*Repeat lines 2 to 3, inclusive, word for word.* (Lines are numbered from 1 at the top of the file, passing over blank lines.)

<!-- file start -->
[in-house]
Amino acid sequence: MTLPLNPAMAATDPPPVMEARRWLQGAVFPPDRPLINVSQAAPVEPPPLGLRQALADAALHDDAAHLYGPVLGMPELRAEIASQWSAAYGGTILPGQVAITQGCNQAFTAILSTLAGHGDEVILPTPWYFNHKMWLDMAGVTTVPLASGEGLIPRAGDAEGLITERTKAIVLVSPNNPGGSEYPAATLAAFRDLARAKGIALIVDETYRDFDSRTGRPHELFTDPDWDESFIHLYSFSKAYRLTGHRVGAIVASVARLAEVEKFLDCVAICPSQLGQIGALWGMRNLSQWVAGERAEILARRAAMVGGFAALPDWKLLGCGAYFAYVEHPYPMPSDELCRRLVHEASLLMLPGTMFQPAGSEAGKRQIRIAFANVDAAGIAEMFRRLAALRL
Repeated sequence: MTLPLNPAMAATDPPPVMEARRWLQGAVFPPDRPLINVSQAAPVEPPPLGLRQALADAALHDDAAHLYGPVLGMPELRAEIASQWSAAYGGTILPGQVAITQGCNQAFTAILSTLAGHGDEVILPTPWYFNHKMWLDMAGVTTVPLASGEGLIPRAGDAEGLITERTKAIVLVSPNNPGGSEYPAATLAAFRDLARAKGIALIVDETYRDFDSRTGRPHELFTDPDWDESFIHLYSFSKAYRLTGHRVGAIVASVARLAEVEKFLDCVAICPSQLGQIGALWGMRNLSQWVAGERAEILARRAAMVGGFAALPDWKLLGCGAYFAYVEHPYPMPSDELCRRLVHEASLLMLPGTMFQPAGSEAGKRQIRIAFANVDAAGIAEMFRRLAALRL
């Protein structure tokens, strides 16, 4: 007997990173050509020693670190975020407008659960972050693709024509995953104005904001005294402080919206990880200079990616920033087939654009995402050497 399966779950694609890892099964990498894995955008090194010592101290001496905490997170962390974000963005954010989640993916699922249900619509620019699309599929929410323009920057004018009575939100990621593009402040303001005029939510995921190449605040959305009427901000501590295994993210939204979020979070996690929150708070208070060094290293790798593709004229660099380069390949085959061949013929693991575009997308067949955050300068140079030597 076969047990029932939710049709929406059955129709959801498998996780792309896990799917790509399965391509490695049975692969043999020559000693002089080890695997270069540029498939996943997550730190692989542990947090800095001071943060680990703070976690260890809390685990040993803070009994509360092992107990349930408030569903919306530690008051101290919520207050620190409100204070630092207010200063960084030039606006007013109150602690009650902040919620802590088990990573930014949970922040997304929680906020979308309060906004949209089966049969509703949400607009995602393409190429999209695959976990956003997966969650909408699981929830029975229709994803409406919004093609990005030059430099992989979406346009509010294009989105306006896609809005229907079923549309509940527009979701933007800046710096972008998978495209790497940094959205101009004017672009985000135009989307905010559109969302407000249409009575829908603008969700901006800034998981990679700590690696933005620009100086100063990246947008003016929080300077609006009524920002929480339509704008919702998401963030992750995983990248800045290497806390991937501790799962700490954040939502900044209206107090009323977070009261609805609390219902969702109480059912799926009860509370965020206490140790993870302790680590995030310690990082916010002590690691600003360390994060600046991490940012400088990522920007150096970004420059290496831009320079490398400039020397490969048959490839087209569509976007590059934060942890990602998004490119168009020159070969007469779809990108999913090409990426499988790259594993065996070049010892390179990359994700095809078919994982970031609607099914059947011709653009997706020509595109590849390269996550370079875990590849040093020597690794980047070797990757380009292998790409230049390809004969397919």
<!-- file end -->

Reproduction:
Amino acid sequence: MTLPLNPAMAATDPPPVMEARRWLQGAVFPPDRPLINVSQAAPVEPPPLGLRQALADAALHDDAAHLYGPVLGMPELRAEIASQWSAAYGGTILPGQVAITQGCNQAFTAILSTLAGHGDEVILPTPWYFNHKMWLDMAGVTTVPLASGEGLIPRAGDAEGLITERTKAIVLVSPNNPGGSEYPAATLAAFRDLARAKGIALIVDETYRDFDSRTGRPHELFTDPDWDESFIHLYSFSKAYRLTGHRVGAIVASVARLAEVEKFLDCVAICPSQLGQIGALWGMRNLSQWVAGERAEILARRAAMVGGFAALPDWKLLGCGAYFAYVEHPYPMPSDELCRRLVHEASLLMLPGTMFQPAGSEAGKRQIRIAFANVDAAGIAEMFRRLAALRL
Repeated sequence: MTLPLNPAMAATDPPPVMEARRWLQGAVFPPDRPLINVSQAAPVEPPPLGLRQALADAALHDDAAHLYGPVLGMPELRAEIASQWSAAYGGTILPGQVAITQGCNQAFTAILSTLAGHGDEVILPTPWYFNHKMWLDMAGVTTVPLASGEGLIPRAGDAEGLITERTKAIVLVSPNNPGGSEYPAATLAAFRDLARAKGIALIVDETYRDFDSRTGRPHELFTDPDWDESFIHLYSFSKAYRLTGHRVGAIVASVARLAEVEKFLDCVAICPSQLGQIGALWGMRNLSQWVAGERAEILARRAAMVGGFAALPDWKLLGCGAYFAYVEHPYPMPSDELCRRLVHEASLLMLPGTMFQPAGSEAGKRQIRIAFANVDAAGIAEMFRRLAALRL